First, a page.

“It is so satisfying as a doctor and a researcher, to be able to work on research that actually cures people,” says Professor Alex Thompson. “Elaine Fitt is a living example of what we can achieve. It’s why I do what I do.”
“I’m just over the moon,’ says Elaine Fitt, following her seemingly miraculous cure from the debilitating virus she endured for four decades. Elaine contracted Hepatitis C from a blood transfusion following the birth of her first daughter in 1975, but was not diagnosed until 33 years later.
“I was stunned and went into shock,’ says Elaine. “I was also a little frightened as I didn’t know much about Hepatitis C at the time. All those years of symptoms started making sense and what followed was a real rollercoaster journey for me.”
Hepatitis C affects an estimated 230,000 people in Australia. It’s the most common reason for liver transplantation and a leading cause of liver cancer. Most patients have no symptoms, meaning that diagnosis is frequently delayed for many years, often until the disease has progressed to the advanced stage.
“After my diagnosis I undertook the conventional Hepatitis C treatment and took the drugs Interferon and Ribavirin for six months. The treatment involves weekly injections and the side effects actually made me feel worse. It was almost impossible to keep up with my full time job and enjoy quality time with my family. I had no energy and constantly worried that I’d develop liver cancer. Thankfully all that changed last September when I took part in a clinical trial at St Vincent’s. After only 12 weeks on new anti-viral medications the virus was cured entirely, giving me a completely new lease on life. I’m now hopeful that others can access this life-changing treatment.”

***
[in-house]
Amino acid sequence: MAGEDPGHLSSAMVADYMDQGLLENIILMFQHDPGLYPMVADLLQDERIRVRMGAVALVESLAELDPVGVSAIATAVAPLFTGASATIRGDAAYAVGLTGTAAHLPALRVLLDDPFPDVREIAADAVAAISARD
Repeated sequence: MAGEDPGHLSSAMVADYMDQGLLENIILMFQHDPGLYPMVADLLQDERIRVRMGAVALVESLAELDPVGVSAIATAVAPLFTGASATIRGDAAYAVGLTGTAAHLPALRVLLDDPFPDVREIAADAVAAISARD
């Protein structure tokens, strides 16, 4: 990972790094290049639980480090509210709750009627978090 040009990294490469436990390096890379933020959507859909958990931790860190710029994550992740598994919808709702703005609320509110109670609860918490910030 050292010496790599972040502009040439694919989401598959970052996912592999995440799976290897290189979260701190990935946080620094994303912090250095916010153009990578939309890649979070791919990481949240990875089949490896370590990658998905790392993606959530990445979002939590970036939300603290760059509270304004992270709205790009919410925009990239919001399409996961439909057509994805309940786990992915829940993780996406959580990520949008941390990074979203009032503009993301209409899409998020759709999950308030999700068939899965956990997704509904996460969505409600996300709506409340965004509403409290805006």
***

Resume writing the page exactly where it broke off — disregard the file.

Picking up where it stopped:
Director of Gastroenterology Prof Alex Thompson couldn’t be more pleased with Elaine’s results and those of other trial participants. “Elaine’s experience really demonstrates the extraordinary medical advances and potential that this new treatment represents,” he says.
“Known as direct acting antivirals, or DAA, the medications have a 90+ per cent cure rate. They take Hepatitis C from a life-threatening chronic disease to one that can be cured – saving hundreds of lives and helping reverse the growing burden of liver disease in Australia.”
“We now want to see these life-saving treatments become accessible and affordable for the sickest patients as soon as possible. So the crucial next step is for health professionals and government to work together to advocate for these new drugs to be listed on the Pharmaceutical Benefit Scheme (PBS),’ says Prof Thompson. ‘While the first all-oral DAA regimen has been approved by the Therapeutic Goods Administration without the PBS listing the drugs are likely to be expensive.”
Elaine is also keen to see the drugs listed on the PBS and believes a change in community attitudes to people living with Hepatitis C is also important. “My life couldn’t be more different now,” concludes Elaine.
“I’m enjoying my newfound energy with my family and beautiful grandson, at work and at the gym, where I’m working on getting my fitness back. I’d now like to help educate the broader community about Hepatitis C, so we can put a stop to the stigma that’s often unfairly associated with it. Ultimately I’m looking forward to seeing this amazing treatment listed on the PBS as soon as possible, so it can transform the lives of other patients, as it has mine.”